Charles Spurgeon's Morning and Evening - Saturday, October 26, 2013
"Ye looked for much, and, lo, it came to little; and when ye brought it home, I did blow upon it. Why? saith the Lord of hosts. Because of mine house that is waste, and ye run every man unto his own house."
Churlish souls stint their contributions to the ministry and missionary operations, and call such saving good economy; little do they dream that they are thus impoverishing themselves. Their excuse is that they must care for their own families, and they forget that to neglect the house of God is the sure way to bring ruin upon their own houses. Our God has a method in providence by which he can succeed our endeavours beyond our expectation, or can defeat our plans to our confusion and dismay; by a turn of his hand he can steer our vessel in a profitable channel, or run it aground in poverty and bankruptcy. It is the teaching of Scripture that the Lord enriches the liberal and leaves the miserly to find out that withholding tendeth to poverty. In a very wide sphere of observation, I have noticed that the most generous Christians of my acquaintance have been always the most happy, and almost invariably the most prosperous. I have seen the liberal giver rise to wealth of which he never dreamed; and I have as often seen the mean, ungenerous churl descend to poverty by the very parsimony by which he thought to rise. Men trust good stewards with larger and larger sums, and so it frequently is with the Lord; he gives by cartloads to those who give by bushels. Where wealth is not bestowed the Lord makes the little much by the contentment which the sanctified heart feels in a portion of which the tithe has been dedicated to the Lord. Selfishness looks first at home, but godliness seeks first the kingdom of God and his righteousness, yet in the long run selfishness is loss, and godliness is great gain. It needs faith to act towards our God with an open hand, but surely he deserves it of us; and all that we can do is a very poor acknowledgment of our amazing indebtedness to his goodness.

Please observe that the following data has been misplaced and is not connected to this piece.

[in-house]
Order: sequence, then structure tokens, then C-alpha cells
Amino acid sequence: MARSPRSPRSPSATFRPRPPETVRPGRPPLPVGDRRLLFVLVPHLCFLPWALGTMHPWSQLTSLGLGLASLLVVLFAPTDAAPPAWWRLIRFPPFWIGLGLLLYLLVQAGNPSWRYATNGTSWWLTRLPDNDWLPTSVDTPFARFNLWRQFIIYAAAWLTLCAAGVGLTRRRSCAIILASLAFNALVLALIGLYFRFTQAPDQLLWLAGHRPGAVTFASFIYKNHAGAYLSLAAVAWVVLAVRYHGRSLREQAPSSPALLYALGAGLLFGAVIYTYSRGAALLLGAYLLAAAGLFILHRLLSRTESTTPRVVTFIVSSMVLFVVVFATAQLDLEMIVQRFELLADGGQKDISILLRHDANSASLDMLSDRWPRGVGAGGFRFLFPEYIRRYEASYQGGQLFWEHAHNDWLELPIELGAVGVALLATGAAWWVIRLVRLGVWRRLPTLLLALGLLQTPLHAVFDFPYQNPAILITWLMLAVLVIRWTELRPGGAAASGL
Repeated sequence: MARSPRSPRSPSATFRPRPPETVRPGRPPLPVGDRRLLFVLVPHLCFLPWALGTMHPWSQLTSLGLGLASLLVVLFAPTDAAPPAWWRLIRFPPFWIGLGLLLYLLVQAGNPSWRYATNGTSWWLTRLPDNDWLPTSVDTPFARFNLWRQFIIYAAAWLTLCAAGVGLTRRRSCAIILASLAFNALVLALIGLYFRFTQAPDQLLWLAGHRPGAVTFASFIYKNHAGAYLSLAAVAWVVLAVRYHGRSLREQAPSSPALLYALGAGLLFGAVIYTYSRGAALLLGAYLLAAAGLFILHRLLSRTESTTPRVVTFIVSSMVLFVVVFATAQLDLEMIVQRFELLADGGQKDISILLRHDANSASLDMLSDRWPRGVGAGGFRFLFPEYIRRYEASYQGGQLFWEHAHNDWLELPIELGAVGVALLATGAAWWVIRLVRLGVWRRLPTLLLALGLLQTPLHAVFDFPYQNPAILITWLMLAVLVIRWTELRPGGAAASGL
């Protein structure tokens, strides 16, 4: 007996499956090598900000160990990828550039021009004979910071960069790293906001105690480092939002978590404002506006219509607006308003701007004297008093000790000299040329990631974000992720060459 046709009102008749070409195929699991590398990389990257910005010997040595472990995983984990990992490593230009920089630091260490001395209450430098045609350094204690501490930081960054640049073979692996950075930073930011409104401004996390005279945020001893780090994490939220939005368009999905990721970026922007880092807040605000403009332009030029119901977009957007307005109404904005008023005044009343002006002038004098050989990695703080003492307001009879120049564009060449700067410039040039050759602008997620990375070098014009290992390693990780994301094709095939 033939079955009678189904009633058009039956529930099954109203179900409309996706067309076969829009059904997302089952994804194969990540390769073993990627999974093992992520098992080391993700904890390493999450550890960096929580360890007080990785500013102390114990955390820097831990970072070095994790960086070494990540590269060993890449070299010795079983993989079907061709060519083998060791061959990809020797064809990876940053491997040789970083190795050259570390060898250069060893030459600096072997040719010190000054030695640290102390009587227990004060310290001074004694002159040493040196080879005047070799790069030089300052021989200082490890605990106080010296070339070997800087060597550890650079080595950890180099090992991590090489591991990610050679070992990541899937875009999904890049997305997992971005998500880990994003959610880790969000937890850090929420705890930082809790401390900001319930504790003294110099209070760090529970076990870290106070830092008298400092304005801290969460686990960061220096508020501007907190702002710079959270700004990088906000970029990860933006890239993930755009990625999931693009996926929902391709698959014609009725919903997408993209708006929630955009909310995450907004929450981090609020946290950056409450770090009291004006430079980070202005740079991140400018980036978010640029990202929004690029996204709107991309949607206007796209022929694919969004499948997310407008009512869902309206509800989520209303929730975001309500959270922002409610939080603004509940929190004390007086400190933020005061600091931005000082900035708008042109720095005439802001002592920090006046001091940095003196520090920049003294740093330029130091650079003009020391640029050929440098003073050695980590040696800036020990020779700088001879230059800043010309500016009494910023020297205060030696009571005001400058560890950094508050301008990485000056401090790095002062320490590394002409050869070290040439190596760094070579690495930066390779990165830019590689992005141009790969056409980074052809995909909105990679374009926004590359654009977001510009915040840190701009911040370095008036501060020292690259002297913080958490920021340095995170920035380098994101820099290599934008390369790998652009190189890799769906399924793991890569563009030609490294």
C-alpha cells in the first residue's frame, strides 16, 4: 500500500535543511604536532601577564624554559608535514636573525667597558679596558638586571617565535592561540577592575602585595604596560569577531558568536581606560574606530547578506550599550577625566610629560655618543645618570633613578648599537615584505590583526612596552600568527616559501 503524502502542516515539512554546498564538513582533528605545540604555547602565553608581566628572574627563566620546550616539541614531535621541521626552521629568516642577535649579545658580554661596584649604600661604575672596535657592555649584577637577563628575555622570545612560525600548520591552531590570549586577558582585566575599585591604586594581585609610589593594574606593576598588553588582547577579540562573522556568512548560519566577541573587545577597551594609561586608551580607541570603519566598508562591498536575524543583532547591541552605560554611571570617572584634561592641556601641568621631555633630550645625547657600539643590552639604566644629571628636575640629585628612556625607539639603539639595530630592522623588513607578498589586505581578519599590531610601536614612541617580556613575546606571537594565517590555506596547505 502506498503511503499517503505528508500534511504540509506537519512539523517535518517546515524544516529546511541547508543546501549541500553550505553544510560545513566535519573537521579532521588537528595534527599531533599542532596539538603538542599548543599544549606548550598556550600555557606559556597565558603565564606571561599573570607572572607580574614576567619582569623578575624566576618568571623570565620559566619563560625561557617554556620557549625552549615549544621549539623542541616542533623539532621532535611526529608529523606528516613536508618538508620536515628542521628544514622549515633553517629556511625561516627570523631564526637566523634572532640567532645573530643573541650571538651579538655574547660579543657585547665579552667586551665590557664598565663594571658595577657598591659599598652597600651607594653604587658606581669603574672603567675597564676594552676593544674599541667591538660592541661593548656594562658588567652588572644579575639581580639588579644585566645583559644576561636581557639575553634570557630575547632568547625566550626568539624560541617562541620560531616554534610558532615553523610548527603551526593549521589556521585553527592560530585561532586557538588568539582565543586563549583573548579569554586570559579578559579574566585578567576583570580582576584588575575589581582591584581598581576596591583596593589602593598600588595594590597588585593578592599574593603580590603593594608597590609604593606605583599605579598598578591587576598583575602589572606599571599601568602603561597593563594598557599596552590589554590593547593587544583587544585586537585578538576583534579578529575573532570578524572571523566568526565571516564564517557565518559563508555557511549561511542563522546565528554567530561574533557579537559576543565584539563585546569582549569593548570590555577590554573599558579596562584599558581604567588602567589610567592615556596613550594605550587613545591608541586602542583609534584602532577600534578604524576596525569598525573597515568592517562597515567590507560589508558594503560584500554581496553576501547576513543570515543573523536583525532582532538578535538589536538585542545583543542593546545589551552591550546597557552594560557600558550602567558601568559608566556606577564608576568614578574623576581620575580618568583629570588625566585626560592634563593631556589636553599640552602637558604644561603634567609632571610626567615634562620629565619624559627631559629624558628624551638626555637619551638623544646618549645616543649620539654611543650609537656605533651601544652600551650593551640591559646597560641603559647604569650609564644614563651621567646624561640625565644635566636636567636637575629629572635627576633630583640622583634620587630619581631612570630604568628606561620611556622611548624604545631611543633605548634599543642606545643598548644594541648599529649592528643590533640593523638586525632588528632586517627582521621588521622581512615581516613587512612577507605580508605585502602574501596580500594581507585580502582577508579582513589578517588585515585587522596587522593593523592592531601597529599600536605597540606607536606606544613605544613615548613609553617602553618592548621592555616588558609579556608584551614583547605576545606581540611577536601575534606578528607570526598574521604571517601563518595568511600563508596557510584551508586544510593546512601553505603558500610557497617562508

"All the rivers run into the sea; yet the sea is not full; unto the place from whence the rivers come, thither they return again."
Everything sublunary is on the move, time knows nothing of rest. The solid earth is a rolling ball, and the great sun himself a star obediently fulfilling its course around some greater luminary. Tides move the sea, winds stir the airy ocean, friction wears the rock: change and death rule everywhere. The sea is not a miser's storehouse for a wealth of waters, for as by one force the waters flow into it, by another they are lifted from it. Men are born but to die: everything is hurry, worry, and vexation of spirit. Friend of the unchanging Jesus, what a joy it is to reflect upon thy changeless heritage; thy sea of bliss which will be forever full, since God himself shall pour eternal rivers of pleasure into it. We seek an abiding city beyond the skies, and we shall not be disappointed. The passage before us may well teach us gratitude. Father Ocean is a great receiver, but he is a generous distributor. What the rivers bring him he returns to the earth in the form of clouds and rain. That man is out of joint with the universe who takes all but makes no return. To give to others is but sowing seed for ourselves. He who is so good a steward as to be willing to use his substance for his Lord, shall be entrusted with more. Friend of Jesus, art thou rendering to him according to the benefit received? Much has been given thee, what is thy fruit? Hast thou done all? Canst thou not do more? To be selfish is to be wicked. Suppose the ocean gave up none of its watery treasure, it would bring ruin upon our race. God forbid that any of us should follow the ungenerous and destructive policy of living unto ourselves. Jesus pleased not himself. All fulness dwells in him, but of his fulness have all we received. O for Jesus' spirit, that henceforth we may live not unto ourselves!
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